The failure to install the technology more widely, the judge wrote, impedes the independence of people who need them, by making it difficult to cross streets safely in a timely fashion.

Accessible pedestrian signals, or A.P.S., are present at less than 4 percent of city intersections. They communicate when it is safe to cross through voice recordings, beeps and other sounds. They also vibrate to communicate to deaf and hearing-impaired residents.

Despite being seen as critical safety measures, the devices have not been embraced on a large scale in New York, the country’s densest city, where around 2.4 percent of residents are visually impaired. The first accessible pedestrian device was installed at a city intersection in 1957, but the rollout in the decades since has been halting. Current estimates say that nearly 65 years later, the city has installed fewer than 1,000 of the devices.

“On a daily basis I have to deal with trying not to get hit by cars because there is no A.P.S. telling me when it is safe to cross,” Christina Curry, who is deafblind, a term used to describe someone with combined hearing and sight loss, and a plaintiff in the lawsuit, said in a statement. “Installing so many A.P.S. over the next 10 years means that I and tens of thousands of deafblind New Yorkers will have access to street crossing information and be able to travel safely, freely and independently throughout the city.”

Click here to read the full article on the New York Times.

I run a talent agency for models and actors with disabilities and visible differences. We’ve cast for Disney and Gucci — our clients’ success is the best part of my job.

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Zebedee Management Director Laura Johnson (left) and model Sarah D.

By , Insider

This as-told-to essay is based on a conversation with talent agent Laura Johnson. It has been edited for length and clarity.

The idea for a specialist talent agency came to me and my then-friend, now-sister-in-law Zoe while we were walking on the beach one afternoon in Eastern England.

It was 2017 and I was on maternity leave from my job as a social worker. During our walk, the conversation turned to the performing-arts classes Zoe led for children with disabilities.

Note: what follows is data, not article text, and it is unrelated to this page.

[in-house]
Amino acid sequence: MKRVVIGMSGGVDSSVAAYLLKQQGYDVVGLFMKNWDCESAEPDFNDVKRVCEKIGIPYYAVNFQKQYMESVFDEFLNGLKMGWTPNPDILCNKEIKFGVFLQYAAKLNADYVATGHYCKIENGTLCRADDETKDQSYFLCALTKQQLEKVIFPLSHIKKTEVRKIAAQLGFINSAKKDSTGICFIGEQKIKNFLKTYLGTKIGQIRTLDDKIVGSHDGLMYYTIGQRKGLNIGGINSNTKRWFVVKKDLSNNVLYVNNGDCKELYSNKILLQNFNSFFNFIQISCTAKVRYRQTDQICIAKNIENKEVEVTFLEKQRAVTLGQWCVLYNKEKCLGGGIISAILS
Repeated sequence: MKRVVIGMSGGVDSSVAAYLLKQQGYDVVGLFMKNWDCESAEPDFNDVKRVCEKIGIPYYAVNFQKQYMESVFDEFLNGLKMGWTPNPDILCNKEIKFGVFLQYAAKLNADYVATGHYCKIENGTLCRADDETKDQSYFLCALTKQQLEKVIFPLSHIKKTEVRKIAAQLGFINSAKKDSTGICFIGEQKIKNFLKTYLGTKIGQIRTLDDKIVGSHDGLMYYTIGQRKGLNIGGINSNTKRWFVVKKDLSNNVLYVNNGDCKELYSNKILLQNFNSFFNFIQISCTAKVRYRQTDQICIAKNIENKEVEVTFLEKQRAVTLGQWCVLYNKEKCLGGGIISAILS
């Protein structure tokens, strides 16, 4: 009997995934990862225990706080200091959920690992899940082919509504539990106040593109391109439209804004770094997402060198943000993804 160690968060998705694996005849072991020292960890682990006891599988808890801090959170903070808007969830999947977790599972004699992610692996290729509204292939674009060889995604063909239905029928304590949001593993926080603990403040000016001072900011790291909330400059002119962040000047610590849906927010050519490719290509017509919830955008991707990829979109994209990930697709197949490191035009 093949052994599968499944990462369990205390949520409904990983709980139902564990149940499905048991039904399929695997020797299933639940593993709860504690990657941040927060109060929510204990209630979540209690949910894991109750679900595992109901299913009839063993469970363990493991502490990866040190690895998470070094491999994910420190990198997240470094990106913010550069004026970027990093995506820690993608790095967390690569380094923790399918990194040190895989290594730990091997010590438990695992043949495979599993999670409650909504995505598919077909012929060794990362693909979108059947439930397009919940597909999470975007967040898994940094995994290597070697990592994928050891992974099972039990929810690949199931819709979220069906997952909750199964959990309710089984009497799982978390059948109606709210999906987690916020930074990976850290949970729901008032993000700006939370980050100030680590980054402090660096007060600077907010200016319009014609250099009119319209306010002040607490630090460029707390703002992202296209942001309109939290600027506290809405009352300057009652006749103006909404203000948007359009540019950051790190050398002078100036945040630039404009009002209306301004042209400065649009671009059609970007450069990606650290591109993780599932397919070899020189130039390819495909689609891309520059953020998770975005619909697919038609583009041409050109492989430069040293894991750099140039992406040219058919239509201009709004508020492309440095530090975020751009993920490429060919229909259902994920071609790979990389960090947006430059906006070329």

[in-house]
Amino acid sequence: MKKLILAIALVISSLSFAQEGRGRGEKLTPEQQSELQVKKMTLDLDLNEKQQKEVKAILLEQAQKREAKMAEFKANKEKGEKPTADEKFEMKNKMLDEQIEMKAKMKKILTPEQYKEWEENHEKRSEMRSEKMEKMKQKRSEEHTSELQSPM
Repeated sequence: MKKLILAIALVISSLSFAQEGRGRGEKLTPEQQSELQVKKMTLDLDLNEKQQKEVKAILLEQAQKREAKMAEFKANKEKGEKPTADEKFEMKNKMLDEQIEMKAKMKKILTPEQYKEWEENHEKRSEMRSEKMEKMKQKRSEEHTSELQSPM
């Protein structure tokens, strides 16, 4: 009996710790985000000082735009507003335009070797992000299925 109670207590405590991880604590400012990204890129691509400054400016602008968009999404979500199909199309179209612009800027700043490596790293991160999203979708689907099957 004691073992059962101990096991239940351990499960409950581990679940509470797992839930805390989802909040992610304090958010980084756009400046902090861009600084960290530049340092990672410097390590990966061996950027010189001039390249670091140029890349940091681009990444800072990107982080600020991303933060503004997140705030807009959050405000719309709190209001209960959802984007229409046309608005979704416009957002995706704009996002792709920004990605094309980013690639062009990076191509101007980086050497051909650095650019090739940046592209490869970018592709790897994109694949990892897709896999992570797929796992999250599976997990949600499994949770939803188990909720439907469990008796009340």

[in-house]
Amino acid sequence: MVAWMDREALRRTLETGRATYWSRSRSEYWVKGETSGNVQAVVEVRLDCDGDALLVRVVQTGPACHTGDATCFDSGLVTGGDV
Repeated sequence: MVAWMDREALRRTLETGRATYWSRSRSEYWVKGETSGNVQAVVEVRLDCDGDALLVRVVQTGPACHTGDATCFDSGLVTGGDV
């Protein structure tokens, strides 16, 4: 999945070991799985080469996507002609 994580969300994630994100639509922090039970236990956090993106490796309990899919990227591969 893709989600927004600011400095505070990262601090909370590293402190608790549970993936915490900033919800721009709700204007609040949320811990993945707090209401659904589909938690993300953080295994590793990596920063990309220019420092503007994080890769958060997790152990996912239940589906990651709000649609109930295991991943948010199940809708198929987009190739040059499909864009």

While the children were talented and many were passionate about pursuing modeling and acting, there was sadly a lack of inclusion among traditional fashion brands, advertising, and media for those with a disability or visible difference of any sort. Not only did this lack of representation seem unfair, it also wasn’t exactly business-savvy considering people who live with disabilities are the largest minority group in the world.

The more we discussed it, the more we began to ask ourselves, “If no one out there is representing people with disabilities and differences, why don’t we?” Between my social-work background and Zoe’s work as a model and drama teacher, we had experience working with underrepresented groups.

Despite the fact that neither of us had ever worked at a talent agency before, we decided to join forces and launch Zebedee Management representing disabled and visibly different models, actors, and influencers who up until then had been virtually excluded.

We began by inviting Zoe’s students to apply and reached out to various disability groups seeking talent from within their community.

Talent was never going to be our challenge — getting clients to sign our talent was the biggest obstacle. We decided instead of waiting for jobs to come in casting people with disabilities or visible differences, we would simply pitch our talent for traditional commercial jobs.

In the beginning. it wasn’t easy. Many casting agents simply paid us lip service with no intention of actually booking our talent, but we continued trying.

Then a month after launching, we locked in two major bookings. One was for a print ad for Disney with child model Grace Wharton, and the other was for the Teatum Jones runway show during London Fashion Week with model Vicki Balch, who lost her leg in the Alton Towers accident.

Every time we get a call or receive a note from one of our models sharing their positive experiences with us, it just reinforces our mission.

One of our models named Louisa sent us a note saying: “I was always scared of what society would think of a young person in a wheelchair and I was afraid that people would judge, but then I found Zebedee, who wanted me for my disability rather than looking at my disability as a bad thing. They wanted me to spread awareness and make disability beautiful and change society’s thoughts and how they see disability.”

Another of our model’s named Roisin said: “I honestly feel so grateful to be part of something so special. The opportunities that Zebedee has given me are amazing. If me two years ago spoke to me now, she would be astonished and so proud, and that is because of the Zebedee community. Sometimes I feel like pinching myself because I feel so lucky. Also, I am amazed that I am part of the change I want to see.”

Click here to read the full article on Insider

What you need to know if you’re teaching a student with a disability

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Dean Pan is studying secondary teaching, specialising in Technology Applied Studies. He lives with a spinal cord injury, and despite his disability, he continues his interest in woodworking.

By Dean Pan, ABC

Over my 9 years in a wheelchair, I have learnt to adapt to many situations.

People often doubt my ability to do basic tasks, and even though that’s sometimes true, through hard work and passion, and with the help from others, I constantly find ways to go against the stereotype.

Having a disability comes with its limitations but it won’t completely hold someone back.